At this  point the Higgins plays a major part.  If you can visulalize the Higgins you can understand that the progression descibed above is a combination of a regular pirouette and a Higgins turn creating a Healy.  Now if we discuss and work on the Higgins at the same time there will be a definite carryover from the Higgins to the Healy.  Here is how that works:  most gymnasts perform the Higgins on the way down after completing a back giant or other backward movement such as a stalder or free hip.  I believe that actually a Higgins should be performed as a forward piouette from a back giant or other backward movement.  In order to do this you must stack the skill that preceeds the Higgins. In other words the back giant must be performed right to a handstand.  Again this requires a giant with NO shoulder angle. In order to get the athlete to perform the Higgins as a forward pirouette start with a floor bar.  Have the gymnast practice kicking up to a handstand with an overgrip and then do a forward pirouette. You will find that the gymnast is in a mixed elgrip or elgrip which is a Higgins.  This will allow the gymnast to do this movement to a handstand instead of on the way down.  Now remember that this is a pirouette and like any 1/2 pirouette, unlike the Healy, there must be a leaning action in order to move the center of gravity over the pivot hand.  It has been said that our gymnasts may not have the flextibility to perform these skills to a handstand.  I believe that we have just not been teaching them to use the correct mechanics.  If you can get a video of Dylan Carney from Stanford you will see the Healy being done directly to a handstand and he specifically uses the hecht tapping action to make that happen.  This should be the standard by which we measure our performance of these skills and then we will lead the world in this area on high bar.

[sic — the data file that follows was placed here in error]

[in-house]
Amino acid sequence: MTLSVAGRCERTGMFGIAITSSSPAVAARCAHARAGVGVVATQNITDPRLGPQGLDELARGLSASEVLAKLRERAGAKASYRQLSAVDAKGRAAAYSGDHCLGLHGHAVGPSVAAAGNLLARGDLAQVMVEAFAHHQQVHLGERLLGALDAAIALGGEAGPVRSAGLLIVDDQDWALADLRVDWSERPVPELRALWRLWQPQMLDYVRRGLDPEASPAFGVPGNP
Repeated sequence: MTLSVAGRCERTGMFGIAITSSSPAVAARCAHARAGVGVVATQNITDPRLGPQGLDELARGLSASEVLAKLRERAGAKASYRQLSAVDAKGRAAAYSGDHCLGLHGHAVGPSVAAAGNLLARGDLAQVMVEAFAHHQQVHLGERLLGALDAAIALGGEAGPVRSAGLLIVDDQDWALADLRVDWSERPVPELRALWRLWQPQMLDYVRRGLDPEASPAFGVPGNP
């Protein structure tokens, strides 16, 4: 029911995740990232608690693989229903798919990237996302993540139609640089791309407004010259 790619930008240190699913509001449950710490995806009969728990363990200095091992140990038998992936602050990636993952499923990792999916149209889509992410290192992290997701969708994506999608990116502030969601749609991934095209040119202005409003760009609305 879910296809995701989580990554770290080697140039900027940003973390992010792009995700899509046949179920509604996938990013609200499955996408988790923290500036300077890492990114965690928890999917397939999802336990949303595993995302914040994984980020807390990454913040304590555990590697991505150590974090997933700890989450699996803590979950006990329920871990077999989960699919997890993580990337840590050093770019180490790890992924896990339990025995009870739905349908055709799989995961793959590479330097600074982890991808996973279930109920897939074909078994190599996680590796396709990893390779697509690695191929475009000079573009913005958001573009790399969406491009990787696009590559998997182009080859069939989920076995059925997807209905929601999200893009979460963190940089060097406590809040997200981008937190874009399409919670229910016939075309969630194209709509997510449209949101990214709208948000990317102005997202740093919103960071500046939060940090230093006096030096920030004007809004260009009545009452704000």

I would love feedback on these ideas.  I hope they work and it helps us to perform these valuable skills better than anyone in the world.   GOOD LUCK